“Noah” – Review by Daniel Rester

Noah

Review by Daniel Rester

            Darren Aronofsky is one of the more daring and visionary American directors working today. From Pi (1998) all the way to Black Swan (2010), Aronofsky has continually surprised audiences with his choices in substance and style – though some see him as an acquired taste. He continues that stretch with Noah, working on a larger budget ($125 million) than he ever has before and taking on a biblical-inspired story at the same time.

            Noah is loosely based on the story of Noah’s Ark from Genesis. The film stars Russell Crowe as the title character, a man who is told by God (through dreams and visions) to build a massive ark. The purpose of the ark is to shelter two of every kind of animal when the world floods and comes to an end – which in turn would protect the innocent (the animals) and eliminate the wicked (humans).

            Anyone walking in to see Noah expecting just the straightforward story from Genesis will be sorely disappointed. Aronofsky dares to think in bigger and different ways, offering an interpretation that consistently asks “what if it could have happened this way?” He and co-writer Ari Handel use the source material as a blueprint in order to explore the inner-workings of Noah and the others around him. This involves one of Aronofsky’s seemingly favorite themes to work with: the dark level people are willing to go to for their passions and/or obsessions.

            The writing by Handel and Aronofsky is fairly strong here, though not as complex as the director’s other works. The two allow a number of characters to have shining moments, and the majority of the dialogue is believable – and sometimes though-provoking. I wish the writers would have developed a few of the supporting players a bit more, but it is hard to complain since a lot of them had little depth to them to begin with in Genesis.

            Included in the character set is Naameh (Jennifer Connelly), Noah’s loving wife who occasionally questions his actions. There is also Ham (Logan Lerman), Shem (Douglas Booth), and Japheth (Leo McHugh Carroll), the sons of the two. Shem falls in love with Ila (Emma Watson), a woman who is barren, while Ham yearns for a wife. Then we also have Tubal-cain (Ray Winstone), who is Noah’s nemesis, and Methuselah (Anthony Hopkins), Noah’s mysterious grandfather. Finally, there are The Watchers (two of whom are voiced by Frank Langella and Nick Nolte), fallen angels who help Noah with his great task.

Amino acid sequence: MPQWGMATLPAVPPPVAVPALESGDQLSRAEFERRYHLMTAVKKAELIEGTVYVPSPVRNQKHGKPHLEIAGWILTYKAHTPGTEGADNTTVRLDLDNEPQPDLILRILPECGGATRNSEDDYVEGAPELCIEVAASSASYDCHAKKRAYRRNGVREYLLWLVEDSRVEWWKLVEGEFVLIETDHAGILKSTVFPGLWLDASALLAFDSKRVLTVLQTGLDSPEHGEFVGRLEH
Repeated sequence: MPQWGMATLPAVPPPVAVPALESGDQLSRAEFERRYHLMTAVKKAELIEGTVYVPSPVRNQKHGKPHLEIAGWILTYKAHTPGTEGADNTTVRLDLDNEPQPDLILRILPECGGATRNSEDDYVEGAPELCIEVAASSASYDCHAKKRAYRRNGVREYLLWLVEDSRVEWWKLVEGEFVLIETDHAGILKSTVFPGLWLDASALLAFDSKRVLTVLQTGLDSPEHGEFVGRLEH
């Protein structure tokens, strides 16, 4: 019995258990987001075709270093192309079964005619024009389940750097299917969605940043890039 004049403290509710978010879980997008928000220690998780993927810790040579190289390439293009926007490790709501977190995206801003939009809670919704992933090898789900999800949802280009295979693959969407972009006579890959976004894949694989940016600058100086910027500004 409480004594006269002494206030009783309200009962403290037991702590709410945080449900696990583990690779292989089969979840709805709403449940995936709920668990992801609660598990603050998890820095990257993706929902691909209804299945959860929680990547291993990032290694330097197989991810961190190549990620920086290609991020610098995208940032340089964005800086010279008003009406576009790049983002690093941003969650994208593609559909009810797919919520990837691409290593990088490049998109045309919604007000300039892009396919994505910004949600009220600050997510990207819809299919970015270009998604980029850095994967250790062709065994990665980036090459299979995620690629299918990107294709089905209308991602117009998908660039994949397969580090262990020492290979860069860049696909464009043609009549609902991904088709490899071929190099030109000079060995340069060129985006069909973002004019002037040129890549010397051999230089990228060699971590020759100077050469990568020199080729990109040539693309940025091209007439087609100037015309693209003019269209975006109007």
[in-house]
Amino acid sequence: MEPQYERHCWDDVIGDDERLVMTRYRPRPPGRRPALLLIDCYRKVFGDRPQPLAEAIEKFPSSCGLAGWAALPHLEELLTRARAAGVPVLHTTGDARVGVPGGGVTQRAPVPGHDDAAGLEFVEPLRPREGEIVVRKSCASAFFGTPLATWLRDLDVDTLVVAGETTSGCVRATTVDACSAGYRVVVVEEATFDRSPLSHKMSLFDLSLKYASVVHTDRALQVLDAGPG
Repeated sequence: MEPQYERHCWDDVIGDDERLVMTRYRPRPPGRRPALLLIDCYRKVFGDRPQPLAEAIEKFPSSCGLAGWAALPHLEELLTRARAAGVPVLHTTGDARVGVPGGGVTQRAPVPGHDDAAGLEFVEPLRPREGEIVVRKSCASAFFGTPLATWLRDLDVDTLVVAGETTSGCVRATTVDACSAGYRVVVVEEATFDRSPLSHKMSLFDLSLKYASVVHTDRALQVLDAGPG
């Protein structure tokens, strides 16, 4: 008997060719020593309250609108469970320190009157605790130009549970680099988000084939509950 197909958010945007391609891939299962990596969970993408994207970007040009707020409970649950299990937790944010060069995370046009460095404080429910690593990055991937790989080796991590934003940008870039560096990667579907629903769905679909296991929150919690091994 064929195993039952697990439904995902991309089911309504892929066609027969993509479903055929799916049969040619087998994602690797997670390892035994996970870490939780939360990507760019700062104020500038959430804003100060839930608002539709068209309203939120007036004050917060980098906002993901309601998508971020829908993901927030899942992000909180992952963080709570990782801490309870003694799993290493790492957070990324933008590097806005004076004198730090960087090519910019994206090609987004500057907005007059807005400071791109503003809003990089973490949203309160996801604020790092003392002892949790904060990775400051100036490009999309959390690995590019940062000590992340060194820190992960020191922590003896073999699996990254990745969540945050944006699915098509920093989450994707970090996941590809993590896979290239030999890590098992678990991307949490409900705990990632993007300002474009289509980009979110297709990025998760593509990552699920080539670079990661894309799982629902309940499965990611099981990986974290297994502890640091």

The cast playing these characters here is uniformly solid. Crowe proves once again that he is a commanding lead, delivering a performance that gets to the humanity and obsession of this Noah. Winstone is terrific as well, making it look easy when he is going head to head with the imposing Crowe. While these two shine the most, the rest of the cast is strong too. Connelly and Watson get the tenderness and toughness of their parts down, while Lerman is capable (and holds his own next to Crowe and Winstone) as the most interesting of the sons. And Hopkins is just great as always.

            The star of Noah, though, is Aronofsky. The film is a bit too long, drags at times, and has some CGI animals that aren’t too believable, but Aronofsky still keeps everything afloat (pun intended) for the most part. He and cinematographer Matthew Libatique truly capture the epic quality expected of this story on film, beautifully delivering images of amazing locations and production design. A lot of the visuals are stunning as well, especially in the flooding sequence. But it is Aronofsky’s daring steps with the story and characters, especially in the second half, which shines the most.

            Noah feels more like it belongs in Lord of the Rings land at times than sitting next to films like The Ten Commandments (1956). Yet the fantastical elements and visuals worked for me because Aronofsky never fully abandons the initial story in favor of them. He also gets to the grit and angst of the various situations, deepening the story a bit on a human level. A lesser director could have easily dropped the ball on such things.

            The film is never quite as great as it could have been, though, being alternately boring and spectacular in my eyes. It’s a controversial work that some will highly praise and others will attack. I’m more in the middle in ways, but I admire so much of the craftsmanship that I could never dismiss the film. It’s also one that gets better the more I dwell on it.

 

Score: 3 out of 4 stars (Grade Equivalent for Me: B+).

 

MPAA Rating: PG-13 (for violence, disturbing images, and brief suggestive content).

 

Runtime: 2 hours and 18 minutes.

 

U.S. Release Date: March 28th, 2014.

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